In that same manner Alex Hutchinson digs into the limits of our Muscle, our Oxygen intake and use, the body’s Heat and the way we regulate it, Thirst and its influence on exertion, and the ways our body uses Fuel of all types to extend our endurance. I learned quite a lot from these chapters, including how the human mouth contains some sort of organic carbohydrate sensor, informing us that food energy is on the way to the stomach. The studies showed that athletes imbibing carbohydrate-rich drinks did markedly better than those with just water did. However, athletes that simply swished a sports drink in their mouth and spit it out did just as well as those who imbibed the product. This and other results lead the author to the third section of this book, exploring the role of the Brain in human endurance.
This was the most interesting part. We have all heard stories of people achieving near-impossible physical feats, simply because they willed themselves to do so. This section of the book seeks to understand the role our will, our Mind, plays in athletic achievement. Countless studies show that, whether through a placebo effect or pure willpower, the athlete’s mind can be trained to improve performance. Whether the training is repetitive, mind-numbing tasks, aimed at strengthening the individual’s ability to endure crushingly boring situations like a 27-mile race, or electrical stimulation of the brain in order to somehow extend the body’s limits; it seems that sports scientists are trying anything and everything.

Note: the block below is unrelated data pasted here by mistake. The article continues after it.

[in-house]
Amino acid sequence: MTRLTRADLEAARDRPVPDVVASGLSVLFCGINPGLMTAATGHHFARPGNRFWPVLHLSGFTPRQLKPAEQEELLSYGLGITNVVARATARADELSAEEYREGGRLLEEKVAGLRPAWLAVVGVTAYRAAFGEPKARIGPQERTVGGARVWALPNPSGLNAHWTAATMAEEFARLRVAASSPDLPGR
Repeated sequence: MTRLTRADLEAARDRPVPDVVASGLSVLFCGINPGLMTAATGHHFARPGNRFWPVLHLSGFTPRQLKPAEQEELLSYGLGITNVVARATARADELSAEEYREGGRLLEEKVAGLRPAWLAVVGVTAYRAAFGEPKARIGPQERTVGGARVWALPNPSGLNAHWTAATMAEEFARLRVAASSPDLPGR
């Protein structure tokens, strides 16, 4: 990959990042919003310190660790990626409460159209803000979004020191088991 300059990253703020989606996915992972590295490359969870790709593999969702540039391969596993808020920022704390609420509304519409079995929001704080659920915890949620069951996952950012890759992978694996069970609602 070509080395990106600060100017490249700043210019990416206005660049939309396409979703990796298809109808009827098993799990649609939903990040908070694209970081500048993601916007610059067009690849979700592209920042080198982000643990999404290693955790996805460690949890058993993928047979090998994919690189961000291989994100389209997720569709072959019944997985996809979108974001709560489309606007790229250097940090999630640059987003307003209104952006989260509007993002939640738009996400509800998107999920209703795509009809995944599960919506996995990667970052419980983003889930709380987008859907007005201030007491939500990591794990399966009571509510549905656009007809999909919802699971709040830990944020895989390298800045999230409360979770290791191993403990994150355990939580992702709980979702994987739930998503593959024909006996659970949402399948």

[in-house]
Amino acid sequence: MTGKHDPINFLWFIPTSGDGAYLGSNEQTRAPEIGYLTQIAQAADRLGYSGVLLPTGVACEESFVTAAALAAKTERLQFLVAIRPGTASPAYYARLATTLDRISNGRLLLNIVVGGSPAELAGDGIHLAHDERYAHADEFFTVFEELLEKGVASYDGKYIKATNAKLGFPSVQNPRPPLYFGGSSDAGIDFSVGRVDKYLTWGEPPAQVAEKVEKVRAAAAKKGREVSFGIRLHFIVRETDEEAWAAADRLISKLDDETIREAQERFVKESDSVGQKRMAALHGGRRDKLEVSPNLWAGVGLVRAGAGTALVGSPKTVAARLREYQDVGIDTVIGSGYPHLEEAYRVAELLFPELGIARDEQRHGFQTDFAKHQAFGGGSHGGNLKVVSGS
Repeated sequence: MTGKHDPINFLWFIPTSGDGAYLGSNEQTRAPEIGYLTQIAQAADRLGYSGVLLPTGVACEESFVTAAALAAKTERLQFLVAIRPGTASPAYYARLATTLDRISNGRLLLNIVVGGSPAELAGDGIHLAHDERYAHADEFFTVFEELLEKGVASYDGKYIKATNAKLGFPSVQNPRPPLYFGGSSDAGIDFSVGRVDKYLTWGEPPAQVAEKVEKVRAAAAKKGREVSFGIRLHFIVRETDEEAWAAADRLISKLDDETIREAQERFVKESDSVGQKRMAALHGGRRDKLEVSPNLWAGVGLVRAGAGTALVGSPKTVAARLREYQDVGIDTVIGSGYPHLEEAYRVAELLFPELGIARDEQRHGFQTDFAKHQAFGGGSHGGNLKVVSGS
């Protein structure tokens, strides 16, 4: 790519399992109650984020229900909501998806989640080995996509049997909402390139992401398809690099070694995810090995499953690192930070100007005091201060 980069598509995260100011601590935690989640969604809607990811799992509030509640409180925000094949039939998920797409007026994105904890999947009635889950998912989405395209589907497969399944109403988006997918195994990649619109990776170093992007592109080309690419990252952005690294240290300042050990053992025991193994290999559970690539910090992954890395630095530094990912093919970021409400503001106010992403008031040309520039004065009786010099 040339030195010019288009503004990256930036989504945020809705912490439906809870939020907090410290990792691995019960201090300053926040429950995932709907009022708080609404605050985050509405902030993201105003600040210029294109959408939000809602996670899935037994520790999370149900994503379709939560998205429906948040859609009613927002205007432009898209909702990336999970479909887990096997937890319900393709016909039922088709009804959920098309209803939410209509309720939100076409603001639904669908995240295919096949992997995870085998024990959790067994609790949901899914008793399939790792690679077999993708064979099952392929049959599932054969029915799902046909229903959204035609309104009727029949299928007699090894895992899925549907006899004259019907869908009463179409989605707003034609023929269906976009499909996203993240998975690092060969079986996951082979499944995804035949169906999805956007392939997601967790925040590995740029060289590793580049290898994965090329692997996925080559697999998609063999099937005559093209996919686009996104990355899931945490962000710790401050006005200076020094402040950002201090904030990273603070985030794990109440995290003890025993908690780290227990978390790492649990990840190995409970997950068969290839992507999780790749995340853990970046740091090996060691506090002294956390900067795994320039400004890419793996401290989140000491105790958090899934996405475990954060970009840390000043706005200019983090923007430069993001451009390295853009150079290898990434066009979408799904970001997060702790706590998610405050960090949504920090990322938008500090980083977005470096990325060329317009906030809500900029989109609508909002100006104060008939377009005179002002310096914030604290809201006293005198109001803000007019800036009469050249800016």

Hutchinson’s final chapter, focused on Belief, describes the way that our ideas about our bodies and our abilities influence the outcome. For example, runners that told they were doing better than expected, actually showed a bump in ability, whether they were really doing better or not. Those that trained their mind and body to accept pain, to accept severe discomfort, to expect suffering, were better able to cope with it when the time came. When it comes to determining the very limits of our physical ability, our minds are the ultimate athletic tool. This is why we watch sports competitions. If the athlete that trained the best, with the most expensive equipment, always won then sports would be boring. However, very often the athlete whose willpower pushes past the pain, doubt, and boredom is the one who succeeds. Runners from Kenya and Ethiopia train in the most rudimentary way possible, yet they hold most of the long-distance running records. Their belief in themselves and their running skills is what drives them to victory. It also drives the many underdogs that make sports such a thrill to watch. My admiration for these athletes has only grown after reading this book.
(This book can be purchased here: https://www.harpercollins.com/products/endure-alex-hutchinson?variant=32127167561762 )